Historian David Lavender was the best sort of guide a traveler in the West could have: A quiet man with a wry sense of humor, he was passionate about this region, refused to romanticize it and was happy to share his knowledge if asked.
never sentimental about the West, writing about cowboys: "Although
they were slaves to a particularly stupid and unattractive animal,
they became symbols of the West's vaunted freedom."
death on April 26 at age 93 deprived us all of a treasured
companion --a companion most of those he guided across the West
I met him at a bookstore in 1995. I’d
picked up a copy of "The Way to the Western Sea" several years
earlier, and found myself swept along the trail of Lewis and Clark
by his graceful prose. It was the first full-scale account of the
Corps of Discovery's trek across the American West from 1803 to
1806, predating Stephen Ambrose's best selling "Undaunted Courage"
by nearly a decade.
My enjoyment of David
Lavender’s Lewis and Clark book led me to seek out others he
had written and later inspired my own journey along the
explorers’ path. I am grateful to him for leading me along
many other trails, for there is scarcely a corner of the
West’s history that he did not explore during a career that
spanned half a century.
Born in Telluride, Colo., in
1910, he grew up on a cattle ranch and later moved with his family
to Denver. His family’s roots in the Southwest run deep:
Lavender Peak, a 13,160-foot summit in the La Plata Mountains, is
named after his brother; Lavender Canyon, on the edge of
Canyonlands National Park, is likely named for his stepfather, a
rancher who also ran a stagecoach line. His grandfather was chief
justice of Colorado.
Like many Westerners, he headed east
as a young man, earning a bachelor's degree from Princeton
University in 1931. He returned to the West after graduation and
attended Stanford University’s law school for a year. He came
to Ojai, Calif., in 1943 to teach English at Thacher School, a
private college-preparatory school in the hills about 70 miles
northwest of Los Angeles, where he worked until his retirement in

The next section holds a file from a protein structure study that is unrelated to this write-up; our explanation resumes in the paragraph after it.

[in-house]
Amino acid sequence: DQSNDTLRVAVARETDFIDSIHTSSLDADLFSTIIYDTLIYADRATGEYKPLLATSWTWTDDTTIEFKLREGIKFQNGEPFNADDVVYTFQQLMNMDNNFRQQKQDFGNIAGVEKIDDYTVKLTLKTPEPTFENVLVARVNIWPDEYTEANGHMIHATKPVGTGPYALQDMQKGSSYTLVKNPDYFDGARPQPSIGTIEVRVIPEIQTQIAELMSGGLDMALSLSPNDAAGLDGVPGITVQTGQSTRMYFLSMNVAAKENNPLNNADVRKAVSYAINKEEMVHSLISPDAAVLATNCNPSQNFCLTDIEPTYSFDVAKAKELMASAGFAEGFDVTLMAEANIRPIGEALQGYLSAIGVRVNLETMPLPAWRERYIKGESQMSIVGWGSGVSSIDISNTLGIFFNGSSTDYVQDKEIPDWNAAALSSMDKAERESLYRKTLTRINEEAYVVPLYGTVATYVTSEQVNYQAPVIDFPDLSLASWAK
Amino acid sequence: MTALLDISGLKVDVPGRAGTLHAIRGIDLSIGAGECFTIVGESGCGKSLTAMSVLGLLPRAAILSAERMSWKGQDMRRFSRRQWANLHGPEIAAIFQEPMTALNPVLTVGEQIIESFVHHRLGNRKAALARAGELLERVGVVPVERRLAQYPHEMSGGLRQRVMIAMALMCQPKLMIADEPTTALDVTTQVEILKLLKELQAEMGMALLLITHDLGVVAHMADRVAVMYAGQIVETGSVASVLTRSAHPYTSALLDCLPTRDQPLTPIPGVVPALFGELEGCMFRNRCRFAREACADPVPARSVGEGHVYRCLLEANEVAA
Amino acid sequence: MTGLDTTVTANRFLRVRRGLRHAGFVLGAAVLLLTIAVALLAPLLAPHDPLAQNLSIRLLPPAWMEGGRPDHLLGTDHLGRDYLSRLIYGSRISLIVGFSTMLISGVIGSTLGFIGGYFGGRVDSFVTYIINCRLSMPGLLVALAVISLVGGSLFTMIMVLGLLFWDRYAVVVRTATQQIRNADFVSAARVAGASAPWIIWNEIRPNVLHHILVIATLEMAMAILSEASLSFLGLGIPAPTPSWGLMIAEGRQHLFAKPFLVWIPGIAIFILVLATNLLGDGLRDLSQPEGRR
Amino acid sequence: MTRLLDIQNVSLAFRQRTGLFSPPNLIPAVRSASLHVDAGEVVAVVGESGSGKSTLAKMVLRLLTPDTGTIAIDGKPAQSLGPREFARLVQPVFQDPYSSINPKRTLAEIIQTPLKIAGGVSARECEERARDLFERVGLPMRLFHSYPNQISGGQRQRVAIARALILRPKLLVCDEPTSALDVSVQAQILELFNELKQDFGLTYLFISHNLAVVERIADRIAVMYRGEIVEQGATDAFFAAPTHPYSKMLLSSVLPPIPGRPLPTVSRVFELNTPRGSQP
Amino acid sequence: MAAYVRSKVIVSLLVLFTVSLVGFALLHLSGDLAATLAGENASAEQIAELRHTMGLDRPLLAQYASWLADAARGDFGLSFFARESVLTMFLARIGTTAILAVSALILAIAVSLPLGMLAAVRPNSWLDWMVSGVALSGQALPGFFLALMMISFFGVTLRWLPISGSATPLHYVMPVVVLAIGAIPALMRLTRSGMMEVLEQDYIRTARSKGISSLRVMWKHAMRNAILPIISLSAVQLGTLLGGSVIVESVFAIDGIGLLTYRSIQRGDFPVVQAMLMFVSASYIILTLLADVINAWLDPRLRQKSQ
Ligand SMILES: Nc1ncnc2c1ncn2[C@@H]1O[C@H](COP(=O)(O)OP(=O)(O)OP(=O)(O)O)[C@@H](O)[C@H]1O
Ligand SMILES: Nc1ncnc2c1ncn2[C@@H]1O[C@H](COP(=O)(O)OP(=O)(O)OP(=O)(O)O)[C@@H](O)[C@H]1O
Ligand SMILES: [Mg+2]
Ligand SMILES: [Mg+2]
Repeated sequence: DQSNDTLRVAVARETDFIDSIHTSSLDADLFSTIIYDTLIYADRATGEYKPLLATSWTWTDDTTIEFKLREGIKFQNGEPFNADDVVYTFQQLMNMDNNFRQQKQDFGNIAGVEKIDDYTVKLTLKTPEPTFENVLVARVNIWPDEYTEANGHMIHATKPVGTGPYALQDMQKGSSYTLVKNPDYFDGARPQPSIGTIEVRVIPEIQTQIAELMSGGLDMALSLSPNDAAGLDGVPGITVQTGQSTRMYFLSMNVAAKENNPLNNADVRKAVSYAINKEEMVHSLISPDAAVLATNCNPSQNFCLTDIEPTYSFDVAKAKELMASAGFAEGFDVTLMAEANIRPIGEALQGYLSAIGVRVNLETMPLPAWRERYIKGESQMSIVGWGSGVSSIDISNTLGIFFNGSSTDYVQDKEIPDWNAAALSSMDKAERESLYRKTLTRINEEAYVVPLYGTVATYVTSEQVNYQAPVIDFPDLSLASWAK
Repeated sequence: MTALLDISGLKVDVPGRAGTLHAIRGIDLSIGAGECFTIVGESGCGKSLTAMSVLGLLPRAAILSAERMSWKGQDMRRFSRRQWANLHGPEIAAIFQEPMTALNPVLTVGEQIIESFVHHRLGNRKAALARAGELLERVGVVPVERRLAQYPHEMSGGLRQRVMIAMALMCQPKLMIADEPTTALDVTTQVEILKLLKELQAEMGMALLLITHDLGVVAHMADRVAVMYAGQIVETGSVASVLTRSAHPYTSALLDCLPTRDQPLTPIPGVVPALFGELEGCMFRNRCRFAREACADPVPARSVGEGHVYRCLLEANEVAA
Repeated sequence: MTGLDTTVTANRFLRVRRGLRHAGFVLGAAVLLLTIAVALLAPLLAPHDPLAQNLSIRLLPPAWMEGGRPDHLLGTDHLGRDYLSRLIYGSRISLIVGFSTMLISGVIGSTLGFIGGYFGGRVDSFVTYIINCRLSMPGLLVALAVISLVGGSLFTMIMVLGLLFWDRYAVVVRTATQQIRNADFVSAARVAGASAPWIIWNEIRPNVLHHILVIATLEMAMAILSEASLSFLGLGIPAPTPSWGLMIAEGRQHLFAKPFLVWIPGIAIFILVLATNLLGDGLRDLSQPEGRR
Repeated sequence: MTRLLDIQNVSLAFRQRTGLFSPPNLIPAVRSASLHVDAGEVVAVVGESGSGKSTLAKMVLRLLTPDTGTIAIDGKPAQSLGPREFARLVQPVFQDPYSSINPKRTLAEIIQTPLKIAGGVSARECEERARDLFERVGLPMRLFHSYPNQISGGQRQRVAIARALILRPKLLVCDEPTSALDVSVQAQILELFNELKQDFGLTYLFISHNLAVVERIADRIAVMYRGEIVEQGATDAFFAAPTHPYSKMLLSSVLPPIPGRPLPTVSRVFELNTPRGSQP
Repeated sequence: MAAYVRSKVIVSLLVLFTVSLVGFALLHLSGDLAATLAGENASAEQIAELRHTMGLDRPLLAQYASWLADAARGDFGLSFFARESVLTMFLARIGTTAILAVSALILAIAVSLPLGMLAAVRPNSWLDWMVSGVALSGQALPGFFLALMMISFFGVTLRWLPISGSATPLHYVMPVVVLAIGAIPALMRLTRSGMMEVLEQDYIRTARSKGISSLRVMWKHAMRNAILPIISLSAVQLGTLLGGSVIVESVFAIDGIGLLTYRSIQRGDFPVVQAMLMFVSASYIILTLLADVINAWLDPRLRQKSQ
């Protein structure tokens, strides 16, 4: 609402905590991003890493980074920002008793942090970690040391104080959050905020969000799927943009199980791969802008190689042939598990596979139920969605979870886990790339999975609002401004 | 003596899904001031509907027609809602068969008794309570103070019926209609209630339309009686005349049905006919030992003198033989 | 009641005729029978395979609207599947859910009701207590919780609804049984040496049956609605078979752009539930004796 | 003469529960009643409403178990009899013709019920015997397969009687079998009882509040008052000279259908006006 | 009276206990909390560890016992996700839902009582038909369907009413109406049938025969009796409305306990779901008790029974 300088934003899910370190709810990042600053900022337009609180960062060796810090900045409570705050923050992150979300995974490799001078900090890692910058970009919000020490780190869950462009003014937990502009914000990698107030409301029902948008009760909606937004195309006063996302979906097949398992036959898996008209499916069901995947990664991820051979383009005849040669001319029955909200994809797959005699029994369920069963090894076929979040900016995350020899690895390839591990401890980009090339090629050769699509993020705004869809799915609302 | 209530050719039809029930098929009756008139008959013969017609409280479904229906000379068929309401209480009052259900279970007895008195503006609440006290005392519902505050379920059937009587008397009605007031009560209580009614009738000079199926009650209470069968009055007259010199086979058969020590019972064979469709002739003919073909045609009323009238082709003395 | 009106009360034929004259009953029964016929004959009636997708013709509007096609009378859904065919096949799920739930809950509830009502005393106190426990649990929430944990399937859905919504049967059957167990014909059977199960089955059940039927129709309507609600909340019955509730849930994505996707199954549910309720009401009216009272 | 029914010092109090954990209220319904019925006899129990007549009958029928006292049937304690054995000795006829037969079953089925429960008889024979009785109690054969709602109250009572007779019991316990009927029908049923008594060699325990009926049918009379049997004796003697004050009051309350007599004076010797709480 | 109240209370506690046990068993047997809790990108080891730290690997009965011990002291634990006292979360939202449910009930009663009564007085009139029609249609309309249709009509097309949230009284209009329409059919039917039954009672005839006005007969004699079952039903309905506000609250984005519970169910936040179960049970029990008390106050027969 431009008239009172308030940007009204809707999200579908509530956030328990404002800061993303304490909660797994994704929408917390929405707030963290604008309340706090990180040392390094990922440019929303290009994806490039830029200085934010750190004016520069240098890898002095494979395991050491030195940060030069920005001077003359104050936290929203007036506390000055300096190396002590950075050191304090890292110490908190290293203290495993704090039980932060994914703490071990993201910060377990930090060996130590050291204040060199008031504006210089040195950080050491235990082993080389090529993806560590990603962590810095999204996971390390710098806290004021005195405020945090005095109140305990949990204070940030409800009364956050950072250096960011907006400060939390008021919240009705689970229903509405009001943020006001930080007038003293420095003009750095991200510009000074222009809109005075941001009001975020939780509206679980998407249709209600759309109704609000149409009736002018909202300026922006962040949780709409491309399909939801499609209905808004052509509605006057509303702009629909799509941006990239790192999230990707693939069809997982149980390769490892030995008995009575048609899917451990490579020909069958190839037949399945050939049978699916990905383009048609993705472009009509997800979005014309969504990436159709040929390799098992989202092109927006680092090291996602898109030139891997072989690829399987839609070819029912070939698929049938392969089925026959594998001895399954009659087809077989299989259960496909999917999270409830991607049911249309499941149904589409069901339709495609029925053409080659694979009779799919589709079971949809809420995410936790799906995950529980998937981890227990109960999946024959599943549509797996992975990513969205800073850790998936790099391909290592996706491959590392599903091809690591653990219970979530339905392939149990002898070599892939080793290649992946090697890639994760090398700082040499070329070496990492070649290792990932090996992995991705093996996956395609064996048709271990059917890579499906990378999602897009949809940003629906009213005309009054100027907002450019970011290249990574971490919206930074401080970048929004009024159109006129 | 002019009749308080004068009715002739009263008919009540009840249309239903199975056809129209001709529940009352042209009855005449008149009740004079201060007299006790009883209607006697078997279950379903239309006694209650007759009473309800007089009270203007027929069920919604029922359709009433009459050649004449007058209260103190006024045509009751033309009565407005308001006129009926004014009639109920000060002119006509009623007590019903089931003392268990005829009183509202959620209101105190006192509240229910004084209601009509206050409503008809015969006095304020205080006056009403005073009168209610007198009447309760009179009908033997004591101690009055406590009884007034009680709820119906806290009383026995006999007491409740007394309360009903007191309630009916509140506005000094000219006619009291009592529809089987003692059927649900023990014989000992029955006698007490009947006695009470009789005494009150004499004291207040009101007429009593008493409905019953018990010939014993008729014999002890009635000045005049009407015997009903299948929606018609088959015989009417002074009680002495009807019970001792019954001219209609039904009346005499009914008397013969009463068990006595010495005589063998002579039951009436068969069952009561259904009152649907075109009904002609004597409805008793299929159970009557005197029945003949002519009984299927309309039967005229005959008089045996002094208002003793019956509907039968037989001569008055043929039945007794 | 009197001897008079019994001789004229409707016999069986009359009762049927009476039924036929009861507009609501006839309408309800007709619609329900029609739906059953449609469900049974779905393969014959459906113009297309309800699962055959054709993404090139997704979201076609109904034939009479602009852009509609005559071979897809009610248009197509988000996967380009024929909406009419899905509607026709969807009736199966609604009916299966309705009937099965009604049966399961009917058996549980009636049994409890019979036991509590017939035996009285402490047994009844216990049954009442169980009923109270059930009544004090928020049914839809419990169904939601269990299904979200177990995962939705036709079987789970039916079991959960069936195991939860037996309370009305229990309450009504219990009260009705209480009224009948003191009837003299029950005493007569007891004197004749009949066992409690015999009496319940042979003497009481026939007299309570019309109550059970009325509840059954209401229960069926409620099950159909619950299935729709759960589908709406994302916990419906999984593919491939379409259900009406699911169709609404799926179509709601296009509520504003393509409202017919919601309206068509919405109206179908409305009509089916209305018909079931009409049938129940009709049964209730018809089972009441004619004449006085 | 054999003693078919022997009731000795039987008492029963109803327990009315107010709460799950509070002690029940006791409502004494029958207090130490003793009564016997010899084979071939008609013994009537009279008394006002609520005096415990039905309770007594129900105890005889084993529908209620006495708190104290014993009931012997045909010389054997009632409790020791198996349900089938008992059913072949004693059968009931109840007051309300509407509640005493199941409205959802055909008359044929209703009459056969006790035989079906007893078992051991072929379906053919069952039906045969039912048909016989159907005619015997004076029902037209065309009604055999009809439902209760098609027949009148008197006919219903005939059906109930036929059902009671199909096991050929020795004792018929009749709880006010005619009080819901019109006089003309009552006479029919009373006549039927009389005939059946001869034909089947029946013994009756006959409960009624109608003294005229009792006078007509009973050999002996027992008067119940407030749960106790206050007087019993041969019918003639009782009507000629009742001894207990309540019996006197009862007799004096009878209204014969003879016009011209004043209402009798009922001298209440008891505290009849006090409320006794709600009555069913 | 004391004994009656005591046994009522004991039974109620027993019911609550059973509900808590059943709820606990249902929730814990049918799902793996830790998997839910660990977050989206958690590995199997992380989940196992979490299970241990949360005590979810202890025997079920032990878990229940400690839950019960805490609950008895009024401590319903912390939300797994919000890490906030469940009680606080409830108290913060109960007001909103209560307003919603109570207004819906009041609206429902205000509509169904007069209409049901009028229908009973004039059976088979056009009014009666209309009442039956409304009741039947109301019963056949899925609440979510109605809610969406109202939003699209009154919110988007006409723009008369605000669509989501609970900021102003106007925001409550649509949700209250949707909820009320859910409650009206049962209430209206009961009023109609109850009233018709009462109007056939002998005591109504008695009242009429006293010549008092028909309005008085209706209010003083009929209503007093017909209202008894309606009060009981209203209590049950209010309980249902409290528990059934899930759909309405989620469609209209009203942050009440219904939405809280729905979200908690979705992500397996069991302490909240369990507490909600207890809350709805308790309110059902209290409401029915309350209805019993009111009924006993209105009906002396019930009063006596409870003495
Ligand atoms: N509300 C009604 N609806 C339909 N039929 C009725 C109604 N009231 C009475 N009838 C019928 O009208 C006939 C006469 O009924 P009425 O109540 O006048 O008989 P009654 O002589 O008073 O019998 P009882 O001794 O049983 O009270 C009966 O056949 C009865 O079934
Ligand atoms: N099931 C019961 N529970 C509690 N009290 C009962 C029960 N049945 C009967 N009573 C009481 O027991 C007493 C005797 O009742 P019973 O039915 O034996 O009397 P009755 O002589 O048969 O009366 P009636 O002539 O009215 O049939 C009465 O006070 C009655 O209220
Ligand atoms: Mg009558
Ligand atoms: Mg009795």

It was while teaching at Thacher that he wrote most
of his 38 books. The collection of essays called "One Man's West"
is a gem. It chronicles his experiences on his family's ranch and
mining for gold. Others include two Pulitzer Prize-nominated
volumes: "Bent's Fort," examining the role of the commercial fur
trade in the opening of the West, and "Land of Giants," about the
settling of the Pacific Northwest.
He once said he did
not regard himself as a historian, but rather as a writer
fascinated by history. He made the distinction out of modesty, I
suppose, perhaps believing that he and his work lacked appropriate
academic credentials. But there was as much scholarly rigor in his
work as in any conventional history text. His books have the added
value of reflecting his keen appreciation of personalities and the
details of daily life in a vanished time.
A book reviewer
once praised his work as having "the rhythm and gritty detail of a
yarn told around a campfire."
He was surprisingly
sanguine about the greater popularity of other Western writers.
When I asked if he were annoyed by "Undaunted Courage" --
especially after Stephen Ambrose was accused of plagiarizing him
and several other authors -- he said, "Ambrose, unfortunately,
among historians, does not have a very good reputation."
Then with tongue in cheek and a smile in his eyes, he added, "But I
do not feel it necessary for me to join the roster. I should just
Lavender won many awards during his long life,
including the Wallace Stegner Award from the Center of the American
West at the University of Colorado. When he and I first met in that
bookstore in 1995, he had just launched a second career, writing
children’s books about history -- he confessed he could no
longer sustain the concentration required to produce full-length
I bought a copy of the volume he was
promoting that day, "The Santa Fe Trail," and asked him to sign it.
He inscribed it, to my lasting delight, to "a fellow wanderer on
the Western trails."
There are many such wanderers. For
decades, David Lavender was our guide, and we will miss his